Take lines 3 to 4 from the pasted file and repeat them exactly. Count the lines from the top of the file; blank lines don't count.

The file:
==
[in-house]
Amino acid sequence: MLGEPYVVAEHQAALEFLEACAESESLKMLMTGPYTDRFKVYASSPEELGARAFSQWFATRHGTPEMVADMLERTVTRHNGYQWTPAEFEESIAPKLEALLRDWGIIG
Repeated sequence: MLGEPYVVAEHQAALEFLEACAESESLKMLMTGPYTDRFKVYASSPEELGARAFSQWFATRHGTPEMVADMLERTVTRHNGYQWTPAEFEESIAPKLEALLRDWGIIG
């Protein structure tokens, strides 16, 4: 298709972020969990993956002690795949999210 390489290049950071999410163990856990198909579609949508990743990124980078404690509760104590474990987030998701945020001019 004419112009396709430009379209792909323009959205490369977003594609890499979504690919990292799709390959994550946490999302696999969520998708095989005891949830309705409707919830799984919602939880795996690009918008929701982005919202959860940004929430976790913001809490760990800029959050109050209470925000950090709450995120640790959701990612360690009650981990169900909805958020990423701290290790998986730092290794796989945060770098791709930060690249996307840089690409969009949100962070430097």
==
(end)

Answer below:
Repeated sequence: MLGEPYVVAEHQAALEFLEACAESESLKMLMTGPYTDRFKVYASSPEELGARAFSQWFATRHGTPEMVADMLERTVTRHNGYQWTPAEFEESIAPKLEALLRDWGIIG
């Protein structure tokens, strides 16, 4: 298709972020969990993956002690795949999210 390489290049950071999410163990856990198909579609949508990743990124980078404690509760104590474990987030998701945020001019 004419112009396709430009379209792909323009959205490369977003594609890499979504690919990292799709390959994550946490999302696999969520998708095989005891949830309705409707919830799984919602939880795996690009918008929701982005919202959860940004929430976790913001809490760990800029959050109050209470925000950090709450995120640790959701990612360690009650981990169900909805958020990423701290290790998986730092290794796989945060770098791709930060690249996307840089690409969009949100962070430097």